Most US Hospitals Don’t Provide Powerful Acute Stroke Drug To Medicare Patients
Most U.S. hospitals did not give an approved acute stroke drug to any Medicare patients between 2005 and 2007, and a large portion of the general population does not have ready access to a hospital that provides the treatment to Medicare patients, according to research presented at the American Stroke Association’s International Stroke Conference 2009.
Tissue plasminogen activator (tPA) is a thrombolytic, or clot-busting agent. It’s the only drug approved by the U.S. Food and Drug Administration for the acute (urgent) treatment of ischemic stroke, the most common type of stroke. When given intravenously in the first three hours after the start of stroke symptoms, tPA has been shown to significantly reverse the effects of stroke and reduce permanent disability.
But researchers suspect that a small number of hospitals are responsible for administering the majority of tPA treatment.
“Previously reported national rates for tPA administration have been varied and confusing — from 0 percent to 20 percent,” said Dawn Kleindorfer, M.D., lead author of the study and stroke neurologist and associate professor in the University of Cincinnati College of Medicine in Ohio. “These averaged national rates do not reflect the fact that some hospitals are providing this therapy to patients often; while others not at all. So, we evaluated by hospital to get a clear picture of treatment rates and access.”
The study is the first description of tPA treatment rates by U.S. hospitals using a comprehensive administrative dataset.
Kleindorfer and colleagues reviewed national Medicare claims-based database records for every fee-for-serves Medicare-eligible hospital discharge in the United States. There were 4,750 hospitals in the database, which included 495,186 ischemic stroke admission. The researchers report that, between July 1, 2005 and June 30, 2007, the tPA treatment national average was 2.4 percent of all ischemic stroke patients in the Medicare database.
“We found, unfortunately, that about 64 percent of U.S. hospitals did not give tPA to Medicare patients within the two-year study period,” Kleindorfer said.
Most hospitals that did not give the treatment were small, with an average bed size of 95, but it is unclear how hospital size was a factor. The analysis on how rural location, bed size and other factors influence hospital treatment rate is still being conducted.
Researchers also compared the hospital rates of treatment to the population density by county, and found that 40 percent of the U.S. population resides in a county without a hospital that reached at least the national average or better in tPA treatment. Kleindorfer noted that areas served by hospitals often cross county lines, but it is an overall estimate of public access to tPA- treating hospitals.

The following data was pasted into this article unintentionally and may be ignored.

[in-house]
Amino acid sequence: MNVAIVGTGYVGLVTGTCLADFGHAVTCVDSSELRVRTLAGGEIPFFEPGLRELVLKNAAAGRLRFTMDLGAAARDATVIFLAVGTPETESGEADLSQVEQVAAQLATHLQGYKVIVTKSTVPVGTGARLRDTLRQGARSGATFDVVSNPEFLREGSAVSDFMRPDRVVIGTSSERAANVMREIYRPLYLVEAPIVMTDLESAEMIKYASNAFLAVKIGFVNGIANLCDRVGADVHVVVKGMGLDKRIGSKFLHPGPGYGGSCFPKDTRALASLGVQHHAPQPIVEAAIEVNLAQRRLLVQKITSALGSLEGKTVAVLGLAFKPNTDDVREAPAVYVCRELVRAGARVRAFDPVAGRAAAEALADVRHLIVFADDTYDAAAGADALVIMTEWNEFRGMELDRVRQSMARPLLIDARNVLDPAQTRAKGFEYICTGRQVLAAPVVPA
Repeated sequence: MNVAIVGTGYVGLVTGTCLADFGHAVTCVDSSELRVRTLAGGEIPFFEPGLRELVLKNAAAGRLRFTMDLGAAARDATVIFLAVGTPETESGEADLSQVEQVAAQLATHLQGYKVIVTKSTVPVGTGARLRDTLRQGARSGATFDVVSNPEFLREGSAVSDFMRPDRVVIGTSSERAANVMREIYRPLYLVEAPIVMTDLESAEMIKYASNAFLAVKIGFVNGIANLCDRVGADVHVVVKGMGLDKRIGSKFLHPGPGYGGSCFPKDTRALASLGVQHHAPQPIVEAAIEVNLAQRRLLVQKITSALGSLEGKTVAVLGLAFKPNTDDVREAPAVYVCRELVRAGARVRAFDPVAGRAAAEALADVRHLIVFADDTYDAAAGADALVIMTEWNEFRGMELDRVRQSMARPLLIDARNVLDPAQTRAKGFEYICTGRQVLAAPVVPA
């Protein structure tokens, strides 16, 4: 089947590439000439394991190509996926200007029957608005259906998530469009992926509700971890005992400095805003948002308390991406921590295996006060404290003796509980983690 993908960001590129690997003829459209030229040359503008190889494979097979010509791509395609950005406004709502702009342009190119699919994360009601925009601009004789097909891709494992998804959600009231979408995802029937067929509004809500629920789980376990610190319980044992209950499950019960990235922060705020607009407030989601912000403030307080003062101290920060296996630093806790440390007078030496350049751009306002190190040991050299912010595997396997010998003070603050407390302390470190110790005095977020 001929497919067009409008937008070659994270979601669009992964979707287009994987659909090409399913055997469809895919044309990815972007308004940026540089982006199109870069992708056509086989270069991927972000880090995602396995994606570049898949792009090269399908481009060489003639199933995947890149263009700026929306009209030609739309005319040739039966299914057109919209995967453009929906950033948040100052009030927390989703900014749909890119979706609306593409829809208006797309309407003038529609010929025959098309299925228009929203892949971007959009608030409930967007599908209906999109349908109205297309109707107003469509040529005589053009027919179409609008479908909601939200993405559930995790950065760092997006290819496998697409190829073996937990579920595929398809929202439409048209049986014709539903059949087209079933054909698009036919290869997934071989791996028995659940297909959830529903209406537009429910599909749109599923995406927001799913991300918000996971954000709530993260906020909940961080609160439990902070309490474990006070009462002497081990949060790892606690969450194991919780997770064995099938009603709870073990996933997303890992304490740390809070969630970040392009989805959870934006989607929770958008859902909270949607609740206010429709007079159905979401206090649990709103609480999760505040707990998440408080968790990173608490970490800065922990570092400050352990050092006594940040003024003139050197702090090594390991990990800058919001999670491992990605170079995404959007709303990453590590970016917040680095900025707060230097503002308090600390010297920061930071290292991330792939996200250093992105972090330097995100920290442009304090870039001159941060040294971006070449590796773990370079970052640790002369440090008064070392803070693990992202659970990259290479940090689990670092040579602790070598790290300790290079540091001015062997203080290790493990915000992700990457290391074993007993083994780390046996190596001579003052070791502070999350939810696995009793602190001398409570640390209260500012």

“Such nationally-based resource utilization data is important for planning at the local and national levels, especially for telemedicine efforts that can reach underserved areas,” Kleindorfer said. “We’re hoping that this information will be useful to hospital systems all over the country, as they plan to improve patient access to stroke-limiting treatments such as tPA.”
However, researchers acknowledge that the study findings are limited because only Medicare patients were included and may not reflect overall tPA use.
The findings highlight the inadequate use of an important treatment and the need for telemedicine and other approaches to ensure that patients have rapid access to acute stroke care, according to an American Stroke Association national spokesperson.
“This study sheds important light on a major disparity in acute stroke care delivery,” said spokesperson Lee Schwamm, M.D., associated professor of Neurology at Harvard. “Individuals and agencies responsible for the equitable distribution of healthcare resources need to examine these and other data to identify strategies that will provide adequate acute stroke care to all their citizens.
“With recent data suggesting that tPA can be safe and effective when given up until 4.5 hours after stroke onset, the need for broader access is even more crucial.”